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The Elkin tribune. (Elkin, N.C.) 191?-1969, July 01, 1937, Image 1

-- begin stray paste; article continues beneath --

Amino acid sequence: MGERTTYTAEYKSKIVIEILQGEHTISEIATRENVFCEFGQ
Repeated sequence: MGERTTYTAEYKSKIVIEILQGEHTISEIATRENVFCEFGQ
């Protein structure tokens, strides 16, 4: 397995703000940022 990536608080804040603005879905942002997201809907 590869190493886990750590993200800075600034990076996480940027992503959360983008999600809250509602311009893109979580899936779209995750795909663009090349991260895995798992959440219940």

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Elldn *The Best Little Town In North Carolina" VOL. No. XXYI.No. 33 DYNAMITE CLOSES STEEL PLANT IN CIO STRIKE AREA Johnstown Mayor Pleads For Federal Aid SMASH TERRORIST RING SIO,OOO Reward is Posted-by Mill for Capture of Dynamiters MAYOR FEARS UPRISING Warren, 0., June 29.—A strike harried mayor's appeal to the President to "overthrow the un- American empire that John L. Lewis is building up" tonight cli maxed a series of turbulent de velopments in the 34-day-old steel strike deadlock. These events broke the calm prevailing for the past few days on the seven-state strike front: 1. Two dynamite explosions paralyzed Bethlehem Steel's Cam bria Works at Johnstown, Pa., and threw 6,000 men out of work. The company posted a SIO,OOO reward for capture of the dynamiters. 2. Mayor Daniel J. Shields, of Johnstown, telegraphed an appeal to President Roosevelt, warning f him that "the people of my city may take the law into their own hands" unless Lewis' C. I. O. strike forces are withdrawn. The mayor also dispatched a telegram to Gov. George H. Earle, requesting that state police be stationed on guard around all reservoirs in the territory. * "Prompt action," he said, "may save an entire community against annihilation." 3. Police and national guards men announced they had smash ed a wholesale bomb "terrorist" ring, in Warren, arresting three mfen and sending out an alarm for the alleged "brains" of the gang, Gus Hall, C. I. O. strike leader. 4. The 13th death in the wide flung C. I. O. "siege of steel" was recorded at Beaver Falls, Pa., where « "STrikr frlfltCT' dl'IJ a head wound inflicted by a tear gas shell. 5. Secretary of Labor Frances Perkins officially conceded, in a statement at Washington, that federal mediation efforts have collapsed, LIGHTNING KILLS MRS. PETE GROCE 1 Second Stroke At Home Kills Woman Who Watches Fire FUNERAL HELD MONDAY Mrs. Ila Mae Simmons Groce, 25, was instantly killed late Sat urday afternoon when struck by a bolt of lightning at the home of her brother-in-law, four miles north of Brooks Cross Roads on highway 21. She was the wife of Pete Groce and lived across the highway from where she was kill ed. She had gone to the other home to remain during the storm. Mrs. Groce and memberg|pf the family of Lester Benge were standing on the porch of her brother-in-law's home looking at a barn in flames which caught from a previous thunderbolt of the same storm when the fatal bolt entered her body. Mrs. Benge and small child and Mrs. Ken Groce and a small child were se (verely shocked by the bolt. Mrs. Groce was a daughter of the late Mr. and Mrs. Henry Sim mons and is survived by her hus band, one small daughter, Peggy Ann; three brothers, Eugene Sim mons of Boonville; John A., of Richmond, Va.; Rev. Clete Sim mons of Jonesville; two sisters, Mrs. Sam Mathis of Ronda, Mrs. Dallas Gilliam of Elkin. A twin sister, Mrs. Erastus Darnell, pre ceded her In death a short while ago. The funeral service was con ducted Monday at 11 o'clock from Fall Creek Baptist Church near ' Jonesville. h. SHOULD APPLY FOR LICENSE ON TUESDAY Anyone desiring to make ap plication for driver's license should see Patrolman Lee Phil lips at the F-W Chevrolet Co. here on Tuesdays between 11 a. m. and 12 m., or between 5 and € p. m., the highway officer ha? announced. Motorists in YadklnvUle or that section may see Patrolman Phil lips at the sheriff's office Tues days between 3:30 and 4:30 p. m. The patrolman will observe these r. hours every week. ifk ' THE ELKIN TRIBUNE IATENEWC from the State and Nation PROTESTS AGAINST PROPOSED CHANGE Raleigh, June 29. — Highway Chairman Frank L. Dunlap, in a sharply worded statement re leased today, said he was sur prised to learn the federal park service was surveying alternate routes for the Blue Ridge Park way. Asserting that the merit of the road was based on its scenic value, and not on its construction cost, Dunlap add ed, "This parkway route was never intended to be based upon economy of construction or the shortest distance be tween two points; the route was adopted because it was the finest scenic route in eastern America." SIGNS INJUNCTION AGAINST MILL Lumberton, June 29. Su perior Judge N. A. Sinclair signed a temporary injunction today against Mansfield mill officials, police leaders and Mayor Vera Lamb, of East Lumberton, restraining thean from forming lines through which mill workers might pass and from otherwise interfering with union activities. The order was asked by the textile workers organizing com mittee, a branch of the Com mittee for Industrial Organisa tion. The T. W. O. C. was rep resented by Myles Horton, an organizer. PERSON COUNTY TURNS DOWN LIQUOR Roxboro, June 29. Person county today refused by 22 votes to scrap the prohibition law and set up a system of .county Honor control stores. ~ . tn a ballot considered light, 1,113 votes were cast against the legalization of whisky and 1,091 advocated it. Although a contest is possible, observers predicted that none would be entered. DENY INJUNCTION IN SLOT MACHINE CASE * Fayettevllle, June 29. Su • perior Court Judge N. A Sin clair denied today a petition fot an injunction against en forcement of North Carolina's 1937 anti-slot machine law and gave the petitioner 30 days in which to get his machines out of the state. SURRY RANKS 20TH IN N. C. PAYROLLS By PAUL MAY (Tribune Washington Bureau) Washington, D. C., June 29. Surry county payrolls in business and industry rank 20th largest among all counties of the State in a report just issued by the census bureau. Based on the census of business which was taken as a WPA pro ject last year, the census report shows details of personnel and payrolls for business and industry for every county In the country. Surry County business and in dustry payrolls totaled $3,379,000' in 1935, the report shows. This is the year covered by last year's census. The total number of em ployees in business and industry in Surry county was 4,599, in ad dition to 575 active proprietors. FINE PROPERTIES TO BE SOLD AT AUCTION Two auction sales will be staged Thursday, July Bth when two val uable pieces of property, one on highway 26 eight miles north of Elkin and the other in Sunset Park here will be sold to the high est bidders. The first sal* will be held at 10 a. m., and will consist of 69 lots in Sunset Park, now owned by Mrs. R. O. Franklin. Water, sew er and lights are available and each lot is said to represent a de sirable buy. The second sale will be held at 2 p. m. of the same day. in this sale, the property on highway 26 known as the Alex Chatham farm will be sub-divided into small tracts or farms. Both sales will be conducted by the Carolina Realty & Auction Co., of Salisbury. More marriages occur in Reno than divorces. In fact, it's a well known hitching post. Glorious Fourth 4 Hollywood, Calif. . . . Jean Chatburn, pretty motion picture actress, will celebrate the "Fourth" attired in a costume created en tirely of firecrackers. SURRY COUNTY SCHOOL NEWS Number of Changes Are Be ing Planned for Schools Next Fall COAL IS BEING PLACED A friendly chat with John W. Comer, county superintendent of schools, Wednesday elicited a number of items of interest about the schools of the county. Mr. Comer first stated that the routing of the buses for the com ing school year had been com pleted by the State School Com mission, that changes had been made in the Elkin and Shoals schools. "Two ■ addttiuntr been allotted to the schools of the county, he said, they being add ed to the Dobson and Shoals schools, with one >. additional teacher for each. He further stated that the Shoals school is to be a high school next year, which will be an experiment with two teachers in charge to ascertain if a high school is justified at that school. Work has been begun on the addition to the Beulah school, with material from the dismantled Bryan school being used in the construction of the building. Mr. Comer further stated that the Pilot Mountain schools have made application for an addi tional building, which is very badly needed, which will be given a-hearing on next Monday by the county school board. Mr. Comer also mentioned the fact that more than 800 tons of coal is being placed at the various schools of the county, which will be ample supply for an average winter, and also stated that a re indexing of all the records of his office is now under way. LOCAL BAPTISTS TO HOLD REVIVAL Annual Meeting to Begin August 22; Rev. J. C. Canipe to Assist PLAN SPECIAL MUSIC The annual revival at the First Baptist church in this city will begin Sunday, August 22, accord ing to Rev. Eph Whisenhunt, pas tor of the church. Rev. J. c. Ca nipe. pastor of the First Baptist church in Boone, will assist in the revival. Plans are also underway for a special singer for the ser vices. Rev. Mr. Canipe is well known throughout the state, having ser ved as State Baptist evangelist prior to going into pastoral work. His coming here is looked for ward to by leaders of the church. The church extends a cordial invitation to the public to attend the services. JUNIOR ORDER TO INSTALL OFFICERS All members of the reikin Coun cil No. 96, Jr. O. U. A. M., are urged to be present Friday even ing, July 2, at 8 o'clock Xor a spe cial installation service for offi cers for the ensuing term, and also the initiation of one new member. ELKIN. N. C„ THURSDAY, JULY 1, 1937 New Bank Vault Will Weigh About 100 Tons Approximately one hundred tons—2o6,ooo pounds—of steel and concrete will be used in the construction of the vault now under construction in the old Elkin National Bank building, qpw being remodeled to house The Bank of Elkin, which pur chased the building some months ago. Ten thousand pounds of steel alone, used to reinforce the concrete walls, floor and ceiling, will be used, while 150,- 000 pounds of concrete will be poured. The steel door of the vault, together with a steel grill and other steel fixtures will weigh approximately 40,- 000 pounds. A second vault, to be con structed of brick and used to safeguard the bank's books, will also be constructed at the rear of the money vault. LOCAL BANKER IS AMONG GRADUATES Garland Johnson to Get Di ploma From Graduate School of Banking AT RUTGERS UNIVERSITY Among the seven North Caro linians listed among the 194 members of the first graduating class of the Graduate School of Banking, Rutgers University, New Brunswick, N. J., is Garland John son, vice-president of The Bank of Elkin here, who is now attend ing the third and final session of the school. The school, sponsored by the American Bankers association, is the first of its kind in the United States. Those who graduate on July 2 must have attended three -ceatttent summer sessions, have completed the required extension work during two winters and springs, have written a thesis on some subject related to his ma jor course of study, and have pass ed an oral examination conduct ed by a panel of the faculty. Mr. Johnson majored in bank ing and chose for his thesis "Pro fessional Standards for the Ex ecutive Officers in Small Town Banks." Mr. Johnson has been connect ed with The Bank of Elkin since its opening here in 1933, when he was employed as assistant cash ier. In 1935 he was elected as cashier, and in 1936 he was elect ed as vice president, the position he now holds. NATION WILL HEAR LIBERTY BELL 4TH Ring of Historic Old Bell Will Be Broadcast Sunday at 1 P. M. 30-MINUTE PROGRAM Philadelphia, Pa., June 29. The entire nation will hear the Liberty Bell, which proclaimed American independence on July 4, 1776, ring again on the Fourth of July in a program of The Amer ican Legion which will be carried over the coast-to-coast network of the Columbia Broadcasting system. It will be the first time in history that the nation has heard the historic bell on the anniver sary of the day it tolled the birth of the country. The program will be broadcast from Independence Hall, origin ating in the same room in which the Declaration of Independence was signed and the Constitution of the United States was adopted. Much of the furnishings which occupied the room on both of those historic occasions are still there and will be used in a dram atization in connection with the broadcast. The broadcast will be for 30 minutes, beginning promptly at 2 o'clock Eastern Daylight Saving Time, which is 1 o'clock Eastern Standard Time. Checker Tourney The North Carolina State Checker tournament will be held in the Y. M. c. A. at Wiaston- Salcm. Monday, July 5, for the championship of North Carolina. All checker players in this vicin ity are urged to attend and enter the tournament. Hearings on Tax Evasions !&, ?rc ', Hu| ■ & I ■P? ; : |; mm I Washington, D. C. . . . The special Congressional committee of six Senators and six Representatives began hearings on tax evasions. L. to R.: Secy. Morgenthau; Rep. R. L. Doughton of N. C. (chair man), and Sen. Pat Harrison of Mississippi (vice-chairman). Secy. Morgenthau was the first witness. BOND IS REDUCED BY JUDGE HARDING Sampson Speer Gets Habeas Corpus Hearing But Still In Jail BOND SET AT $2,500 In a habeas corpus .hearing be fore Judge W. F. Harding at Winston - Salem Wednesday, Sampson Speer, charged with trying to poisoii his neighbor's well, got his bond reduced from $5,000 to $2,500, but 90 far has been unable to raise that bond and is still in jail here awaiting August court. Speer was repre sented in the hearing by Mrs. Jackson, woman attorney, of Winston-Salem. Speer is accused of placing poi son in the well at the home of Mr. and Mrs. Roy Huffhian near Enon on the night of May 30, in what is alleged to be a plot to poison the family of Huffman, with whom he had quarreled pre viously- _ The fact that there was no nec essity for any water being drawn from the well the same night the poison was placed in the water was credited by Mrs. Huffman with having prevented her and her husband from becoming ser iously if not fatally ill. Mrs. Huffman testified at the preliminary hearing that when she drew a bucket of water from the well the next morning she no ticed at once that the draw rope was covered with greenish sedi ment as the filled bucket was lifted. When she saw the bucket filled with a bright green liquid she was so frightened she let bucket and rope all fall back in to the well, she said. It was also testified that the Huffmans and Spear had been at odds since Huffman acoused Spear of being responsible for the dis appearance of some wood from the Huffman place. Huffman, then ordered Spear to stay off his place altogether. When officers arrived at the Huffman home the morning after the paris green had been placed in the well they found shoe tracks at the well. One of the prints had a distinctive marking, and the tracks were finally followed to Speer's home. NEW MAIL SERVICE WILL BEGIN TODAY Postoffice Seeking Bids For Messenger Service to Brooks Cross Roads TO BE CLOSIED MONDAY The additional mail dispatch from Elkin to Brooks' Cross Roads each day, there to connect with the star route from North Wil kesboro eastward, will be inaug urated this afternoon (Thursday) as authorized recently by the post office department. J. E. Reece, present carrier, has been named temporary messeng er for this dispatch, but bids are now being sought by the postof fice department for a permanent messenger. Anyone over 16 years of age is eligible to enter a bid, but should do so within the next 10 days. Sealed bids should be turned in to the local postoffice from where they will be forward ed to Washington. Under the new mail schedule, mail should be posted in the local office each day 'not later than 4:45 p. m. in order to insure dis patch, P. W. Graham, postmaster, stated. He also announced that the postoffice would observe holi day hours Monday, July 5. W Stores Are To Be Closed Here Next Monday Independence Day will be ob served in Elkin, Monday, July sth, and all stores and business bouses, with the exception of drug stores and cafes, will be closed for the day, according to Mrs. Franklin Folger, secre tary of the local Merchants Association. SENATOR TO SPEAK AT C.C.C. MEETING Will Be Held at Dobson CCC Camp July 10, Beginning At 2:00 P. M. ALL FARMERS INVITED CCC camp officials and soil erosion workers will hold a meet ing -efe tlw Bobson CCC camp on July 10, beginning at 2:00 p. m. with a field trip and with speak ing at 4:00 p. m., which is to be a sub-district meeting of districts numbers two and three. Speakers are expected to be Senator Robert R. Reynolds, Ma jor General George Vanhorn Mosely, and Hon. Frank Hancock, for whom the camp was named. Dr. T. S. Buie, regional director and Major S. L. Bertschey, exec utive officer of the district, are also expected to be present. The purpose of the meeting is to better acquaint the commun ity with the progress of the soil conservation program in this dis trict, and a very cordial invitation is extended to all farmers of the community to attend the field trip and the speaking, the latter of which will be on the campus and will be aided by a loud speak er system. TRAPHILL WOMAN PASSES SUNDAY Mrs. Cora Gertrude Lyons Durham Dies After Sever al Weeks' Illness FUNERAL HELD MONDAY Mrs. Cora Gertrude Lyons Dur ham, 22, died at her home in the Traphill community Sunday, June 20, following an illness of several weeks. Funeral services were held Mon day, June 21, from Austin Baptist church. The rites were in charge of Elders L. E. Sparks, T. M. Ly ons, D. H- Brown and G. R. Cox. A large number of friends and rel atives attended the services. Mrs. Durham was married to Herbert F. Durham, August 18, 1934. She is survived by her hus band and infant daughter, Gen eva Blanche; her parents, Mr. and Mrs. George F. Lyons, of Traphill; one sister, Mrs. Charlie Sexton, of Benham, and one brother, Henry Lyons, of Traphill. She was a faithful member of the Baptist church and was greatly loved in her community. CHATHAM WITHDRAWS FROM STATE TOURNEY The Chatham Blanketeers, fol lowing a meeting Tuesday, defi nitely called off participation in the semi-pro baseball tournament which is to get under way at Greensboro today (Thursday). Just why the team has withdrawn from the tournament has not been announced. This afternoon, the Blanketeers will meet Albemarle here. m\rfn Gateway to Roaring Gap and the Blue Ridge PUBLISHED WEEKLY CONSTRUCTION OF NEW POST OFFICE LIMITED 210 DAYS New Structure Will Have Mezzanine Floor BLUE PRINTS ARE HERE Are Asking for One Main Bid and Two Alternate Bids On Building FRONT STEPS GRANITE (Tribune Washington Bureau) Washington, D. C., June 29—A main and two alternate bids will be asked for construction of the Elkln, North Carolina, postoffice, it was learned at the Treasury's procurement division today. The main bid will cover con struction as planned. The first alternate will be an addition or deduction from this amount for the use of granite facing instead of rubbed concrete to the level of the water-table; and the second alternate will specify granite trim instead of an exterior limestone trim. The time limit for construction will be 210 calendar days, a com paratively small time for a one story and basement building with a part mezzanine floor. If the contractor fails to complete the project within this period, and the delay is his own fault, he will be subject to a fine of $25 a day for each day construction contin ues beyond that period. The entrance to th? building will be particularly attractive, with gray granite steps and plat form leading to a metal and clear glass door, which will be topped by an eagle. The lobby will have a quarry tile floor and border and a tile wainscot. floor base will be in light tans and reds, and the field in red, brown, tan, chest nut, orange and salmon shades. With the exception of the toilets, which will be finished in unglazed ceramic mosic tile, other offices and divisions will be finished" in wood. -T v ** The use of granite, suggested in the alternate bids, is dependent on its cost. Since local granite is desired, officials believe the cost would not be as great as on other jobs, but it cannot be much, for the limit of cost for the entire project is only $65,000, and the building was originally planned to cost about that sum. PROMINENT MAN OF ALLEGHANY PASSES William, A. Bryan Dies in Lo cal Hospital Following Long Illness FUNERAL RITES TODAY William A. (Bill) Bryan, 35, of Olade Valley, died in the local hospital about four o'clock Wed nesday morning from a serious illness of several months from a lung disorder developed following an attack of pleurisy early in the spring. His condition had been critical since he was admitted to the hospital. The deceased was a" member of a prominent Alleghany county family and was a spn of Andrew J. Bryan and the-late Mrs. Bryan of Glade Valley. He is survived by his father, "one daughter, Mary Lewis Bryan, two sisters, Mrs. R. J. Gentry and Mrs. E. B. Eldridge and two brothers, DeWitt and Howard Bryan, all of Glade Valley. Funeral arrangements are not definitely known, but services will be held at Glade Valley sometime today. iwasmii * C&OST FOLKS 1 [ JEST SEE WHAT I THEY'RE IGOWN6